Jewelry making is an ideal way to start earning a little extra money from home. You don’t need to spend a lot to get going. Initially, your circle of friends will be your customers. Your friends will tell their friends, who will tell their friends, and so on and so on.
Though you may start with a kit or two for the learning experience, you can’t rely on kits if you want to make money selling your work. People will pay more for one-of-a-kind pieces. Plus, the mark-up on kits is quite high because another artist has done the design work for you. In other words, you can both charge more and keep your costs lower if you design your work yourself. This is how to maximize your profit.
A good place to start is by flipping through magazines and catalogues. Clip jewelry photos that appeal to you, along with price information if available. Get a notebook and fill it with the pictures.
You’re not going to copy them. This is just to give you ideas and get your creative juices flowing. The pictures will also come in handy when you can’t quite figure out how to do something you have in mind – kind of like your own illustrated how-to book.
There are two easy to learn jewelry making methods to consider: beading and wire sculpting, also know as wire wrapping.
Beading requires little skill other than a good sense of design and the materials are inexpensive.
Wire sculpting or wire wrapping is not that much harder to learn, but since you are dealing with gold, silver and genuine gemstones, the materials cost a bit more. But the markup is much higher.
Tools and Materials
Here’s a list of tools you will need to start:
1. Jewelers’ wire cutters – If you can only afford one pair, get memory wire shears. These are designed to make clean cuts on tough memory wire, so can also be used for softer wires.
2. Chain-nose pliers (sometimes called needle-nose pliers) – Very versatile for picking up and grasping small items, bending eye pins, closing jumps rings, even closing crimp beads.
3. Round-nose pliers – Used for creating loops on beaded head and eye pins. Can also be used for winding your own jump rings and as the second pliers you’ll need for closing jump rings.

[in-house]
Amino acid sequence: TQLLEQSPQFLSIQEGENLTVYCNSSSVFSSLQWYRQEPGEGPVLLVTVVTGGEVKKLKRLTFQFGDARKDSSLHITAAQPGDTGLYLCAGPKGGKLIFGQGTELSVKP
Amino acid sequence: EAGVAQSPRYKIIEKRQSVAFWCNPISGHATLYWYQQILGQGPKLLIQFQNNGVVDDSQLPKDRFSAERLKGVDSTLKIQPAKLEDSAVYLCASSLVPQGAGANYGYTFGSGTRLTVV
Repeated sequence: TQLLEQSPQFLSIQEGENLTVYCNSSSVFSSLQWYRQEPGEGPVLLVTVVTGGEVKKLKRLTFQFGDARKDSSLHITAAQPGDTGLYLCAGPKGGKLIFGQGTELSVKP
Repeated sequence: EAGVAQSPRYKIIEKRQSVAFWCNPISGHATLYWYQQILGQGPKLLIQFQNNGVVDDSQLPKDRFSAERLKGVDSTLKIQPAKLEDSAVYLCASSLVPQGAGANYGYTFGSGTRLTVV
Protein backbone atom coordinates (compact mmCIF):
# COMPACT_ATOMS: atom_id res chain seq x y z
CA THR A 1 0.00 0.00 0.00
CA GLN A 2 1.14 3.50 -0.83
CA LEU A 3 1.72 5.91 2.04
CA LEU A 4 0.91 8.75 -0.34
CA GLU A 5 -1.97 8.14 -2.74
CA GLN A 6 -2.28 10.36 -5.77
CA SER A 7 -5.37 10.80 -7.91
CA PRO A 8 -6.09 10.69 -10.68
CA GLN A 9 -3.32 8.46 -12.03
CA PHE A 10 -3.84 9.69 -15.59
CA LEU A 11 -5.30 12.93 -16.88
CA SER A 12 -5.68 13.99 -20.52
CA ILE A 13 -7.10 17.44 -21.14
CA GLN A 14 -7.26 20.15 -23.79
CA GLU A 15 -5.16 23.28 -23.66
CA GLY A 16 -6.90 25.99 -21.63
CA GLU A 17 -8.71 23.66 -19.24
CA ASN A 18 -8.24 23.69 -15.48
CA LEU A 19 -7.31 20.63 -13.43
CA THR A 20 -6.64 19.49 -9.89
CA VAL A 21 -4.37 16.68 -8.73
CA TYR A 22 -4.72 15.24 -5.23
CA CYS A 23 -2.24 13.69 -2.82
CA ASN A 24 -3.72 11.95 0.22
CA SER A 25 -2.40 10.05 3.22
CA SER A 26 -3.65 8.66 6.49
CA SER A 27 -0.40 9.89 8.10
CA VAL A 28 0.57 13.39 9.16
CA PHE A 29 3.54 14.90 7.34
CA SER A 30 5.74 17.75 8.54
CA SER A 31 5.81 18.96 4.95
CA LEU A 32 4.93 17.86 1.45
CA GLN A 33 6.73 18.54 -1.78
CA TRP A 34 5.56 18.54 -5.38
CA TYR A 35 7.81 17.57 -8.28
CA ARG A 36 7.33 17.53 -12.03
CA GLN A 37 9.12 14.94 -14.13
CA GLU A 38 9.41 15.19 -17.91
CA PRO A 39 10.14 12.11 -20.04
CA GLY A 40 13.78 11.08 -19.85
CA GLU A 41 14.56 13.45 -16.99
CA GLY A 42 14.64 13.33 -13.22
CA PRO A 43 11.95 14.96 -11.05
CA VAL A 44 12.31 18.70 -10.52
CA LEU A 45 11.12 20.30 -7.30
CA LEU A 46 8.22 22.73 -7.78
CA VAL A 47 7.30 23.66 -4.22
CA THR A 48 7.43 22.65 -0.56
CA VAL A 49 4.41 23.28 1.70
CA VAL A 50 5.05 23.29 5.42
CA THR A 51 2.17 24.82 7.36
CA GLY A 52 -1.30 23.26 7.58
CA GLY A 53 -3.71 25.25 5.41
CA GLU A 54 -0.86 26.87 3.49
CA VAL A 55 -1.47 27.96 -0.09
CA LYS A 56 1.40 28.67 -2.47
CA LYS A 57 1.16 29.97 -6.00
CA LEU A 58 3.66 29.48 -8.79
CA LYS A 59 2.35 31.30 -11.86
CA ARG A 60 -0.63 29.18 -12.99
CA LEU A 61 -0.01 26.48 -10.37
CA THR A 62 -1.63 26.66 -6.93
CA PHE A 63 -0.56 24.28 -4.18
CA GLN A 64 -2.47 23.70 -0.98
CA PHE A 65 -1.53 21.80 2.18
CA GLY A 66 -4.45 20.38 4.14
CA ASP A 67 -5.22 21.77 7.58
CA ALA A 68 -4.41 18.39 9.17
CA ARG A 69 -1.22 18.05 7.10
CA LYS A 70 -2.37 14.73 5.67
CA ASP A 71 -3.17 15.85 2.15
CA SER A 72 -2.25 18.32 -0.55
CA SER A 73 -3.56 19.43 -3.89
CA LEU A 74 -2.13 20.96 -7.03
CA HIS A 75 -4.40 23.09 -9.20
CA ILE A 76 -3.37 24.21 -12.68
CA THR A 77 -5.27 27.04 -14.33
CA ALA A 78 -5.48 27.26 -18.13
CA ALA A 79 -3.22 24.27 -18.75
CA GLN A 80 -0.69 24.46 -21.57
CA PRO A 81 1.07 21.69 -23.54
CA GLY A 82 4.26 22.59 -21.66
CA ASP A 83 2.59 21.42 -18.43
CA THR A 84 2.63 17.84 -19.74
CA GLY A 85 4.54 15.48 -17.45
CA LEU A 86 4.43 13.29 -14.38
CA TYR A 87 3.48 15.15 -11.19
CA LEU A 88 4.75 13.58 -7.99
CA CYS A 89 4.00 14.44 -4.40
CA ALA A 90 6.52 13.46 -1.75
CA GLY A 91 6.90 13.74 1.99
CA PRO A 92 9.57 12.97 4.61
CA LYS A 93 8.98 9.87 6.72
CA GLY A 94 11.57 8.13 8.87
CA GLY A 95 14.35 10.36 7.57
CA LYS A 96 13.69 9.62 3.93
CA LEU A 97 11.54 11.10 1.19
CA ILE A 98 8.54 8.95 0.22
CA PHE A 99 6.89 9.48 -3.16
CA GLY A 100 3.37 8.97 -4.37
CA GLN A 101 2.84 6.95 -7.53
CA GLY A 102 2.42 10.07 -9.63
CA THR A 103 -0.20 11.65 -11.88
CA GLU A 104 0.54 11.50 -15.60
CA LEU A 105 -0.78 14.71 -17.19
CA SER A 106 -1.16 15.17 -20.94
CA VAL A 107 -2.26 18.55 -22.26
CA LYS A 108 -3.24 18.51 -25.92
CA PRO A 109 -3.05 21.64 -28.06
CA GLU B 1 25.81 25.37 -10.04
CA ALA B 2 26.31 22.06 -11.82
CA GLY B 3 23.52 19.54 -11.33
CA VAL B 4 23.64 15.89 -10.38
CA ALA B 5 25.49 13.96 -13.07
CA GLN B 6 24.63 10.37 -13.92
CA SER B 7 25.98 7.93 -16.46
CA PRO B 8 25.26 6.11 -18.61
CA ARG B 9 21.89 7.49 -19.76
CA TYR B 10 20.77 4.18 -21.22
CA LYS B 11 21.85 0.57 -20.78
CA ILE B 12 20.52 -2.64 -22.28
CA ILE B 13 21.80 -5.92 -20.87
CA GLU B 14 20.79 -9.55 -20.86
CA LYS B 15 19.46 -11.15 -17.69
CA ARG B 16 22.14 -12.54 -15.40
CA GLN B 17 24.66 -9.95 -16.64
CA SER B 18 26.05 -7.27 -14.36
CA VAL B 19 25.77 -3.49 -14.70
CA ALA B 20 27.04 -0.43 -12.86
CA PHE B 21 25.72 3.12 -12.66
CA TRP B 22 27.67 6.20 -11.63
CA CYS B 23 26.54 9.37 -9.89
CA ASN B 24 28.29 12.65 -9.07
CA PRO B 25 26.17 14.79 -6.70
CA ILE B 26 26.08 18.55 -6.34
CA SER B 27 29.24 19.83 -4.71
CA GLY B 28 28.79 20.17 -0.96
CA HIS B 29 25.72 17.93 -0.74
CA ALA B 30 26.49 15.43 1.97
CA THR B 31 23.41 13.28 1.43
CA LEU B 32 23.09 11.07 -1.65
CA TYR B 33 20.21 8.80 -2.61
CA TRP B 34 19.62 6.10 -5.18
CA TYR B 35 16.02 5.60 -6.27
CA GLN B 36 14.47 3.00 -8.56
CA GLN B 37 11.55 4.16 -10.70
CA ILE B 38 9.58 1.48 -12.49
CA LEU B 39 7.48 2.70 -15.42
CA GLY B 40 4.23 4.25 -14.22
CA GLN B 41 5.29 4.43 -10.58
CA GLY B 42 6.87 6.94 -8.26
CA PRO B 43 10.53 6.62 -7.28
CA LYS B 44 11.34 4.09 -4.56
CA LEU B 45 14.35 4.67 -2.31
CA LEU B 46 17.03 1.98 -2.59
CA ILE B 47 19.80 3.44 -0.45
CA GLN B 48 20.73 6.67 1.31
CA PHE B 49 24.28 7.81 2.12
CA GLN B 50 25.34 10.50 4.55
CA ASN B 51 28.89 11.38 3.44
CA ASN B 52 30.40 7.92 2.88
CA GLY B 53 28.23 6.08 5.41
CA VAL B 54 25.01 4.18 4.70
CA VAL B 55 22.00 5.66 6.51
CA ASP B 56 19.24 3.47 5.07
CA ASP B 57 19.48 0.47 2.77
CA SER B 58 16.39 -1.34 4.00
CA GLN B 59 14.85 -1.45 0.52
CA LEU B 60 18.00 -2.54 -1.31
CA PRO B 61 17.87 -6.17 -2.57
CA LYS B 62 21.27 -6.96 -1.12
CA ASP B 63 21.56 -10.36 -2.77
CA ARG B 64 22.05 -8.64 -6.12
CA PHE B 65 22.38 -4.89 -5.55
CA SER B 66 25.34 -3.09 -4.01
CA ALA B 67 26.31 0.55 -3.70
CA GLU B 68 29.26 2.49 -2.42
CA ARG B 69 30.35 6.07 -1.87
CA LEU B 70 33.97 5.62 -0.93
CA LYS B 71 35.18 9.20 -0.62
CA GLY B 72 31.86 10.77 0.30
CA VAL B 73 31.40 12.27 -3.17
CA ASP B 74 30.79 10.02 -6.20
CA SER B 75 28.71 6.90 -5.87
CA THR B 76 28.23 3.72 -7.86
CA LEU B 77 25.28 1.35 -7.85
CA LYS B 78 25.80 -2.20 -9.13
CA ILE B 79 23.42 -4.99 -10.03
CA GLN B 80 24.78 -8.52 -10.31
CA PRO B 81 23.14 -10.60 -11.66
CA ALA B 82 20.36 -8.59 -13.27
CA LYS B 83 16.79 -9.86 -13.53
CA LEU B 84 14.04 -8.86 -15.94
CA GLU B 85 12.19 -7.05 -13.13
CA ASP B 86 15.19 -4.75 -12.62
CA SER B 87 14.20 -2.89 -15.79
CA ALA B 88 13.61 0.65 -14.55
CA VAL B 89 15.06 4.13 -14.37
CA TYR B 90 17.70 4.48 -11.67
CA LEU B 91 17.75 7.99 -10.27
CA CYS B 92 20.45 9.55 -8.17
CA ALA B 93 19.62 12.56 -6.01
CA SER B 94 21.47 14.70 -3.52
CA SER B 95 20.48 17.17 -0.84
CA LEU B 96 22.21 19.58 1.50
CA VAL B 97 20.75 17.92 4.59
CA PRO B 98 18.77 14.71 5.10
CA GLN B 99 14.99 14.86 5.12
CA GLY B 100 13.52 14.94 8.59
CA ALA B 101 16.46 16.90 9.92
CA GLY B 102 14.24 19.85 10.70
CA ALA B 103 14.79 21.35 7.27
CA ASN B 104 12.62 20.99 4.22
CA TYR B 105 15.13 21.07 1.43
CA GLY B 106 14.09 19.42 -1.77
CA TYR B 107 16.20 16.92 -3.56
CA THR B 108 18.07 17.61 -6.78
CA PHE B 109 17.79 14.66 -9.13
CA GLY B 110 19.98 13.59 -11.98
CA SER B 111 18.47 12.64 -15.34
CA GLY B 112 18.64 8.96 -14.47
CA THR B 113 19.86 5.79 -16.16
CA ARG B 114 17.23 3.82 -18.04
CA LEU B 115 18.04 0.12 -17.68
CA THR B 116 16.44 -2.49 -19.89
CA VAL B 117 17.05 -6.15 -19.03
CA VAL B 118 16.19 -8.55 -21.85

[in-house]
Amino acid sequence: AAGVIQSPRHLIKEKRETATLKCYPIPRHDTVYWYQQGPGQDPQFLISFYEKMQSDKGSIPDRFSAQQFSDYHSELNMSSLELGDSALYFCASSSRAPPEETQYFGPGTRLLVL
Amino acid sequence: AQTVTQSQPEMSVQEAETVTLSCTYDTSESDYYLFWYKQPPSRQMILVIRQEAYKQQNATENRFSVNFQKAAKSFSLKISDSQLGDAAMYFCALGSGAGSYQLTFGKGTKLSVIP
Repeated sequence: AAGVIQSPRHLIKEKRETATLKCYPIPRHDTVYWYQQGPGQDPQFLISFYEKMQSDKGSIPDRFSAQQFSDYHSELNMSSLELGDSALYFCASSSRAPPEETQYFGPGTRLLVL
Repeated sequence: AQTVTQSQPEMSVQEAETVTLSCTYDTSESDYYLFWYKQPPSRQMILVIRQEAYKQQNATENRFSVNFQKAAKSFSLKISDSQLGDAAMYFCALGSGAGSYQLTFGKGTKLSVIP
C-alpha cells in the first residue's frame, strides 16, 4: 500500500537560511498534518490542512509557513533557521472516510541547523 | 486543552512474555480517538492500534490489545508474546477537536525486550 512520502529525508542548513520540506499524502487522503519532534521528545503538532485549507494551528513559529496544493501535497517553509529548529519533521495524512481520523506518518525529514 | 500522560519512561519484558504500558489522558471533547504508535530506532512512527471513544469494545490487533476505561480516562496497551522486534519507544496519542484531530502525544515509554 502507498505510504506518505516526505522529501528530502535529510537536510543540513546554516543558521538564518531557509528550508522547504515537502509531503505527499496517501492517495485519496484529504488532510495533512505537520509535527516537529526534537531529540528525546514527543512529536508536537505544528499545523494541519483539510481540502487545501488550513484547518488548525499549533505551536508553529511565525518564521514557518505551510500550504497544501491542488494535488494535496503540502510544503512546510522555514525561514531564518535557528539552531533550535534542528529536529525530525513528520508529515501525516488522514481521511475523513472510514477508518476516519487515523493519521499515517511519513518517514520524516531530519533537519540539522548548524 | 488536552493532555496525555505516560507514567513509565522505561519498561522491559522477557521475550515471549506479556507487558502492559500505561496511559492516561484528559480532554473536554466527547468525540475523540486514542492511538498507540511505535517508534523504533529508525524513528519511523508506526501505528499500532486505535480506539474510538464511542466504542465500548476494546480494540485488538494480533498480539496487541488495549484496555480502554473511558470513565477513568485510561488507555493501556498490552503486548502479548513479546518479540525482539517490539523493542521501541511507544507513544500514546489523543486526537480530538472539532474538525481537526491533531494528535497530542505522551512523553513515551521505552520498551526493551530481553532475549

4. Optional pliers – Wire-looping pliers which have several graduated circumferences to allow you to form perfectly uniform jump rings and loops (in place of the round-nose pliers mentioned above). Crimping pliers which have little notches to allow you to both flatten a crimp bead and then bend it to form a rounded finished look (instead of the flat crimp you get using the chain-nose pliers).
As for materials, I recommend some assortment packs of beads in coordinating colors, some decorative metal spacers, seed beads in both silver and gold (These can serve as spacers and beautifully set off your other beads.), tube-shaped crimp beads (Buy the best you can find – these are what hold it all together!), head and eye pins.
Other than that, let your choice of project be your guide. You might want some silver or pewter charms. For earrings, you would need ear posts or wires or clip-on bases. For bracelets, you need memory wire or stretchy cord or beading wire and clasps. For necklaces, memory wire or beading wire, clasps and perhaps pendants.
A bead board is a good idea too. Its ruled tracks help you measure and lay out designs for bracelets and necklaces; as well as to corral the beads you are working with at a given time.
For jewelry projects and articles on how to start and run a craft business, visit http://www.theartfulcrafter.com
Submitted by, Eileen Bergen, a teacher and later a vice president for a major financial institution. After being downsized, she has been running a successful craft business as well as The Artful Crafter website.